From the Consulting page on my web site, this: “There are two kinds of change, planned and unplanned. While the former is more desirable, it’s not always possible. When planned change can be anticipated there are specific steps to ensure that the most effective and successful change is implemented. When change that is precipitated by external factors is not anticipated, the response to the experience may need additional support and guidance in order to embrace change in the best possible way. In addition to crisis management, there are numerous other responses available.”
As we consider the current crises that are affecting all of us and the planet, we would do well to reflect on how we are or are not involved in changing what we can and responding creatively to what is happening that we did not anticipate.
I urge you to work to help change the flawed and failed leadership at the highest levels by exercising a vote for change in November and encouraging others to do the same. In the aftermath of the Covid 19 crisis, we can do all that we can to mitigate the spread of the virus by following the guidelines set forth by the health experts and likewise, encouraging others to do the same.
There is strength in numbers and whether you are a social activist or a passive resister, it is important to take sides, especially in light of what’s going on in these Disunited States of America. Elie Wiesel said it best: “We must take sides. Neutrality helps the oppressor, never the victim. Silence encourages the tormentor, never the tormented. Sometimes we must interfere. When human lives are endangered, when human dignity is in jeopardy, national borders and sensitivities become irrelevant. Wherever men and women are persecuted because of their race, religion, or political views, that place must – at that moment – become the center of the universe.”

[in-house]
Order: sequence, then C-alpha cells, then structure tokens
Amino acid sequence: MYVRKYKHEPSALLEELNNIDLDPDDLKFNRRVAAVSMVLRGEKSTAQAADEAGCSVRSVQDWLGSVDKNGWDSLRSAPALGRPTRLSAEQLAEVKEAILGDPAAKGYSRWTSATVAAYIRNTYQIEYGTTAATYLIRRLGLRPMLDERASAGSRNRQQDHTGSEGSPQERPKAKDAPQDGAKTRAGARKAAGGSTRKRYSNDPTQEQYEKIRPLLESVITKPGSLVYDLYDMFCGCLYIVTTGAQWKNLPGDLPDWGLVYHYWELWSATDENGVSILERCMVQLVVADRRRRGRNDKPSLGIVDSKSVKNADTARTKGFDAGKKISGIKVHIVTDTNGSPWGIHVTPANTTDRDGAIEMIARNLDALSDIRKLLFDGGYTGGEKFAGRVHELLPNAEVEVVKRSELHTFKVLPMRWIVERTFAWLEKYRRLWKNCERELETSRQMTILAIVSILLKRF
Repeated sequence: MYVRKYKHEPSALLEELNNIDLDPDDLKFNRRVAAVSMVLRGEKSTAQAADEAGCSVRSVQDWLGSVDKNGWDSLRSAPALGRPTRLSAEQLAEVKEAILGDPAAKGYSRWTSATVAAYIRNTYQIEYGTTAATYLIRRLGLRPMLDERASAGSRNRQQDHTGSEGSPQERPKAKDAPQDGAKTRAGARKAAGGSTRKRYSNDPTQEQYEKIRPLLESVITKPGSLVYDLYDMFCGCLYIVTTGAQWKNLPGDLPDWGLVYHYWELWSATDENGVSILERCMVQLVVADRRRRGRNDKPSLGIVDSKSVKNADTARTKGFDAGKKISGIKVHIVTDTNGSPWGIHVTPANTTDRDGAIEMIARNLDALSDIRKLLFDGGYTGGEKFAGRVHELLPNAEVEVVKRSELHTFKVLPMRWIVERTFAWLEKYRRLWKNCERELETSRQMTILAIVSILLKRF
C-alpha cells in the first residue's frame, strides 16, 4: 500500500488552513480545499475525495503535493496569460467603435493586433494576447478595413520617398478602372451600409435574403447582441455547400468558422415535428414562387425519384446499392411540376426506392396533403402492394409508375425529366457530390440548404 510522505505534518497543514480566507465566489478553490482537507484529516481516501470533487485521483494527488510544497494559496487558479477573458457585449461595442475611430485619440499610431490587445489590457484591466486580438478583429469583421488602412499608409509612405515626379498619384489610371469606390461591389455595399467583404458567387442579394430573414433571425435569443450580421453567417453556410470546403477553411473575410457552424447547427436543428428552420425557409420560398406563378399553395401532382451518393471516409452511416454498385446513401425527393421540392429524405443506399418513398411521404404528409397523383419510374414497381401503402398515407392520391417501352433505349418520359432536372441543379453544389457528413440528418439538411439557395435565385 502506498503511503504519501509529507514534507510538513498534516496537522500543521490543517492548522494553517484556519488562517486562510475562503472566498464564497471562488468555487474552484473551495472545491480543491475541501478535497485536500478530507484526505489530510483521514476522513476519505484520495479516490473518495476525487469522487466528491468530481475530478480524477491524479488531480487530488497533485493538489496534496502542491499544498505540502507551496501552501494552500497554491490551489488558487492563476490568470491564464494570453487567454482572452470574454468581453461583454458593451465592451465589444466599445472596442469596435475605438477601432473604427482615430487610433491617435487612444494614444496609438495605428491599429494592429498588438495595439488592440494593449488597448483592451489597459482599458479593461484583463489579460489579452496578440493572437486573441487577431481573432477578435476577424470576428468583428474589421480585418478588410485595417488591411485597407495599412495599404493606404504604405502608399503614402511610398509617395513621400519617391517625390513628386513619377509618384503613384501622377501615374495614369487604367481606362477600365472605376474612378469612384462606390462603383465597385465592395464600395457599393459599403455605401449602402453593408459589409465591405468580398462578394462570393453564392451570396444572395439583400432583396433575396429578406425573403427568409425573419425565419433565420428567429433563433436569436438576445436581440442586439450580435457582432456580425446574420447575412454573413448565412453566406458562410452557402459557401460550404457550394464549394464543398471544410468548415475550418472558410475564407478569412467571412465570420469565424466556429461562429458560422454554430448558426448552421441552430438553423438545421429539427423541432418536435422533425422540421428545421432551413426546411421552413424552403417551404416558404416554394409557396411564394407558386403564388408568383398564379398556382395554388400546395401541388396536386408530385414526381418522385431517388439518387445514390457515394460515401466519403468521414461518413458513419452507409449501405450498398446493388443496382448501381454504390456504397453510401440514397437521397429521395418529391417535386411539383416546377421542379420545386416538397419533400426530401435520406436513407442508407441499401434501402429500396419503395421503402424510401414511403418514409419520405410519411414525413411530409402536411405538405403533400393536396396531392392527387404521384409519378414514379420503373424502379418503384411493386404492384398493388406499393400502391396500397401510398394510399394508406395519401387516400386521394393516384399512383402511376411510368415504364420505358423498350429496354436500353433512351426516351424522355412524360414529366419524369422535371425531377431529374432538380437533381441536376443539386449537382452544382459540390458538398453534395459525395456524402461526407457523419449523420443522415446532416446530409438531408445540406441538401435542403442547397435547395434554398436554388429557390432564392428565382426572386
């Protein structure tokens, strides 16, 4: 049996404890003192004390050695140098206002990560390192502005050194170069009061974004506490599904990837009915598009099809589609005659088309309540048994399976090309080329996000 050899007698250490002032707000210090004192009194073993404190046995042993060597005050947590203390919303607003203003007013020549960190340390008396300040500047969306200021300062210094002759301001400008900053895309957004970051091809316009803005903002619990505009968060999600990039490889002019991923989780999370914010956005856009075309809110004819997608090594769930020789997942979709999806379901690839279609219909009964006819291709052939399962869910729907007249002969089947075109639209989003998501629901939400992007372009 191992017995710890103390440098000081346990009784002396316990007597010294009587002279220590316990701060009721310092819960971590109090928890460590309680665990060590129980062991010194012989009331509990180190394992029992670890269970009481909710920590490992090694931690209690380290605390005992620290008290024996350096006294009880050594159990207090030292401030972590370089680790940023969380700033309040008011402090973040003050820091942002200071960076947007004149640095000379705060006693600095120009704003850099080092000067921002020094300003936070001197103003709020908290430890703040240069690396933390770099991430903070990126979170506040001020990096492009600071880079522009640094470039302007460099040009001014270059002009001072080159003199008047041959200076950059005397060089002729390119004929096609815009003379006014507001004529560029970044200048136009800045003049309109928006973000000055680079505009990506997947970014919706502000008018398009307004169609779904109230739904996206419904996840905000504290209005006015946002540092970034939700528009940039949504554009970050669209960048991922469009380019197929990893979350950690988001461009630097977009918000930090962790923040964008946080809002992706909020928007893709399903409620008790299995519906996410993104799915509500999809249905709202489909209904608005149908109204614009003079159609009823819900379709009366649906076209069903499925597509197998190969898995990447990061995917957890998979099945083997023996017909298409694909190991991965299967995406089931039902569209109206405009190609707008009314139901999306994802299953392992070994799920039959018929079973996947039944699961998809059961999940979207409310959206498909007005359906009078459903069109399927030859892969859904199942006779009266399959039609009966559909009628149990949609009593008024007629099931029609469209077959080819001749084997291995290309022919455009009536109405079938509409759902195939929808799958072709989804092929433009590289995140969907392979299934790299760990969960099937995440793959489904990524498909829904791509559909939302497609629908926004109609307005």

Wiesel’s entire speech when he received the Nobel Peace Prize can be found here:
My own involvement stems from my personal beliefs, philosophy and practice over the past 60+ years and stems from training and experience in both theology and psychology. My parents were very influential in my formative years and my dedication to the education of young people and adults was an indication of my commitment to help people to learn, grow and change. On that front, I laid down some of the watershed experiences that helped to change me in the little book, “Seven Decades: A Learning Memoir.” (River House Press, 2013). I had the pleasure and blessing of meeting both Martin Luther King, Jr. and Elie Wiesel two of my “heroes” among others.
It is up to each of us to do what we can, with what we have, where we are. Even for those of us in what may appear to be a stage of “retirement” we are far from “retired” so count us in on the struggle in favor of human rights, social justice, peace and the restoration of a culture of caring. Let’s make these words ring loud and clear: “We hold these truths to be self-evident, that all (men) are created equal, that they are endowed by their Creator with certain unalienable Rights, that among these are Life, Liberty and the pursuit of Happiness.—”